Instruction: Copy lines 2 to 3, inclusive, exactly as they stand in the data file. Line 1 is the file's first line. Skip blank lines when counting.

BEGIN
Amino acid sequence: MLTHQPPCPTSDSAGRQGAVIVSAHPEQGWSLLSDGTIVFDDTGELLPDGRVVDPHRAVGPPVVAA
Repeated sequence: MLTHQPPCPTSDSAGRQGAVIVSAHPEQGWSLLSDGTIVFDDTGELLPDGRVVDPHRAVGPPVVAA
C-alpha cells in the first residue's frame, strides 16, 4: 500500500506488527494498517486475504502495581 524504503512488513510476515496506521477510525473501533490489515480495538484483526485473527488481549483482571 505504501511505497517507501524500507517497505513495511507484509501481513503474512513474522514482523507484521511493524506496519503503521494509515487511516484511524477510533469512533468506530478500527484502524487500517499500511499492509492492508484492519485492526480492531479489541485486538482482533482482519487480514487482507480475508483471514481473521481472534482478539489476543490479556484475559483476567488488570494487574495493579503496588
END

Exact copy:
Repeated sequence: MLTHQPPCPTSDSAGRQGAVIVSAHPEQGWSLLSDGTIVFDDTGELLPDGRVVDPHRAVGPPVVAA
C-alpha cells in the first residue's frame, strides 16, 4: 500500500506488527494498517486475504502495581 524504503512488513510476515496506521477510525473501533490489515480495538484483526485473527488481549483482571 505504501511505497517507501524500507517497505513495511507484509501481513503474512513474522514482523507484521511493524506496519503503521494509515487511516484511524477510533469512533468506530478500527484502524487500517499500511499492509492492508484492519485492526480492531479489541485486538482482533482482519487480514487482507480475508483471514481473521481472534482478539489476543490479556484475559483476567488488570494487574495493579503496588